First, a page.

Queen’s Professor receives national award for research impact

A Queen’s research project, the Northern Ireland Veterans Health & Wellbeing Study (NIVHWS), has been awarded the Forces in Mind Trust (FiMT) ‘Lord Ashcroft Research Award’ for innovation in the conduct of the research and potential for future impact

Professor Cherie Armour

Professor Cherie Armour, Director of the Stress, Trauma and Related Conditions (STARC) research lab at Queen’s University, and her team started the research in early 2016. The programme comprised a series of inter-linked workstreams where researchers reviewed the support and services available to veterans residing in Northern Ireland, across both the statutory and voluntary and community sectors.

The research concluded that the availability of support in Northern Ireland was less than that available in the rest of the UK, particularly where mental health was concerned.

The programme also saw veterans and veteran service providers in Northern Ireland attend interviews and complete anonymous online surveys. Topics of investigation focused on current and future needs of the veterans who reside in Northern Ireland. To date several reports have been produced and a further two are in the final stages.

The research has resulted in key impacts within the veteran sector including: invited presentations to The Defence Select Committee of the House of Commons of the United Kingdom, the establishment of a Veteran Support Office which is partly funded by Westminster, changes to the title, role and responsibility of the local council Veteran Champions, and most recently the appointment of a Veterans Commissioner.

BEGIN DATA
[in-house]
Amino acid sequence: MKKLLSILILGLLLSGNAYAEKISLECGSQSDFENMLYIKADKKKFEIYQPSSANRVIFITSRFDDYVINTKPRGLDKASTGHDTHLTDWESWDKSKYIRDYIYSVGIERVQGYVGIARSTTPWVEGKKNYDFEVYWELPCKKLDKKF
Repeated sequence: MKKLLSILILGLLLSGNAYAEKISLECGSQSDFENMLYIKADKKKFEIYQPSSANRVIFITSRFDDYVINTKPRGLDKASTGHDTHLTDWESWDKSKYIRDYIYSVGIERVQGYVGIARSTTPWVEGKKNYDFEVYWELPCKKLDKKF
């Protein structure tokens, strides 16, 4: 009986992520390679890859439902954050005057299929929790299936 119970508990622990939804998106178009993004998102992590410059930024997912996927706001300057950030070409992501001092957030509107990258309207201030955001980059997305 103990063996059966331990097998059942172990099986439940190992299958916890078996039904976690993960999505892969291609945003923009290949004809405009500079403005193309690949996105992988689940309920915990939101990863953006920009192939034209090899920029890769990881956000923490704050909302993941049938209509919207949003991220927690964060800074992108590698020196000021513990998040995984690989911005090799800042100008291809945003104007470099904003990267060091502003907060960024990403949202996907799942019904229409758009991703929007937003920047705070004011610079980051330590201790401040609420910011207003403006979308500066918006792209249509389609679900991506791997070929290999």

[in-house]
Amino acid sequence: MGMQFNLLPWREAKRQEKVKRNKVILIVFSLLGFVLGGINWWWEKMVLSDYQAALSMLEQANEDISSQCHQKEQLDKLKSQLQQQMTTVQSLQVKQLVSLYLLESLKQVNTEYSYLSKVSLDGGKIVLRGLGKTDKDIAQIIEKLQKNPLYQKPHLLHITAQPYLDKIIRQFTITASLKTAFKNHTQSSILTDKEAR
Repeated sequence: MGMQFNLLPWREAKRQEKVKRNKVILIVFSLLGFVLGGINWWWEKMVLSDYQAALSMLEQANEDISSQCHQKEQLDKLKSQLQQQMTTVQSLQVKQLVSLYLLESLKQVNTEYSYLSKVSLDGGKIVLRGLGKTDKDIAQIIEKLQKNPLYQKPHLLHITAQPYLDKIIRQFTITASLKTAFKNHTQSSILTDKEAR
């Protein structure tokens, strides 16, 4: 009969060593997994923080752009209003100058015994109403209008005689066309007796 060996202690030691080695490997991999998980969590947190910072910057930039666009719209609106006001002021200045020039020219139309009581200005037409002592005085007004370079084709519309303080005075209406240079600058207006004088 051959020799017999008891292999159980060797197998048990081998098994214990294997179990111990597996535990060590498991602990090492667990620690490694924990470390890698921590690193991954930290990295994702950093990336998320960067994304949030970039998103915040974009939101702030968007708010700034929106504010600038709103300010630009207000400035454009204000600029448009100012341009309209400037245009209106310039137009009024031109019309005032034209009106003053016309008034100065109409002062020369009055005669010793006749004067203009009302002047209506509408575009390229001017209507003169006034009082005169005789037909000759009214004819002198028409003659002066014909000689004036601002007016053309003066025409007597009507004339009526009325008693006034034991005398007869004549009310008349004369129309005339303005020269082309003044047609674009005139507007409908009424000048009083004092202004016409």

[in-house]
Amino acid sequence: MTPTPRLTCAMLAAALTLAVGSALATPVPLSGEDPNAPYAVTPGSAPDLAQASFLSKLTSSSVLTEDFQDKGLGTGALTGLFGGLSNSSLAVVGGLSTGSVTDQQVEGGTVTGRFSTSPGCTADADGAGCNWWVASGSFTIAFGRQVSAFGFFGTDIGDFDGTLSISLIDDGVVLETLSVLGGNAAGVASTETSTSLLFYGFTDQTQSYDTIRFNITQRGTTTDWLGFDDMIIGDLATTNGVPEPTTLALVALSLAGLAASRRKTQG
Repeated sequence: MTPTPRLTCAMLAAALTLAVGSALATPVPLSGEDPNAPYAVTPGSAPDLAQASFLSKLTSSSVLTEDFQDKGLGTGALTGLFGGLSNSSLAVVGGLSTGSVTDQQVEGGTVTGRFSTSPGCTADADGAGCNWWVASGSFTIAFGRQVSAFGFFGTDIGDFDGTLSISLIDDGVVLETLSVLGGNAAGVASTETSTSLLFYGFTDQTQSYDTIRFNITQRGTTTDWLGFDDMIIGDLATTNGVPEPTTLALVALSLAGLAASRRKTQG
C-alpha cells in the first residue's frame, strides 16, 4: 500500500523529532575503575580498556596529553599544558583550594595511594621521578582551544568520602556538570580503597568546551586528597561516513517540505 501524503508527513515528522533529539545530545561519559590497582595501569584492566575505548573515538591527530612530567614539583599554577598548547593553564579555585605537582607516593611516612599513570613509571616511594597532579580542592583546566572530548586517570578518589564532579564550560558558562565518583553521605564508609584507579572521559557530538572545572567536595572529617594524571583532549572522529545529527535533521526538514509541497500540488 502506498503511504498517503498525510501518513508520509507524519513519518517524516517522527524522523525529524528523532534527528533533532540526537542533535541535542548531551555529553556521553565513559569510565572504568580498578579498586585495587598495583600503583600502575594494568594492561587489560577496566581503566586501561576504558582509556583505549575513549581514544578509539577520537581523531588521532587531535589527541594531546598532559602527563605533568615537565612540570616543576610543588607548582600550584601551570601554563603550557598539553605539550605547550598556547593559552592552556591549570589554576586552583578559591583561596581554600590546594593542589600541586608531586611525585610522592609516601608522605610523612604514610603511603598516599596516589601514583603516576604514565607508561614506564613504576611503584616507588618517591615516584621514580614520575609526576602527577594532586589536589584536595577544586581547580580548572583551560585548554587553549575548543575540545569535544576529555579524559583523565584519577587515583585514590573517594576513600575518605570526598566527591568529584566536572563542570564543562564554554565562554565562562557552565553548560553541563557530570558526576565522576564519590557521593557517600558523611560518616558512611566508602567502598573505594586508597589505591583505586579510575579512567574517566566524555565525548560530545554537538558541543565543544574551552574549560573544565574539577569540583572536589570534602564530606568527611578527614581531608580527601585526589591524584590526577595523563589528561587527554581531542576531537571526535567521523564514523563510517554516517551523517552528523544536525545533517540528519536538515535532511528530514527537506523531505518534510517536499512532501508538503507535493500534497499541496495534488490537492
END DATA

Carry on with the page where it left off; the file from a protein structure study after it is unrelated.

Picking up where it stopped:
Professor Armour said: “I am honoured to receive the Lord Ashcroft Research Award for the NIVHWS. An incredible amount of time, effort and commitment has gone into this programme over a number of years, from so many people here in Northern Ireland. The team worked closely with service providers, policy makers and other academics, but our real thanks go to all of the veterans living in Northern Ireland who have put their trust in us, allowing us to take this work forward. We are incredibly thankful to them and proud of the impact that we have created together.”

Professor Armour has been awarded further funding to expand this programme of research over the next two years, to investigate the psychosocial determinants of psychological health in families of veterans across the UK.

Founded in January 2012, FiMT awards grants and commissions research, coordinates the efforts of others, and supports projects that deliver long-term solutions to the challenges faced by the Armed Forces Community.

The annual FiMT awards and conference recognise excellence in research impact and provide an opportunity to hear from and network with those working to support veterans and their families.

 

 

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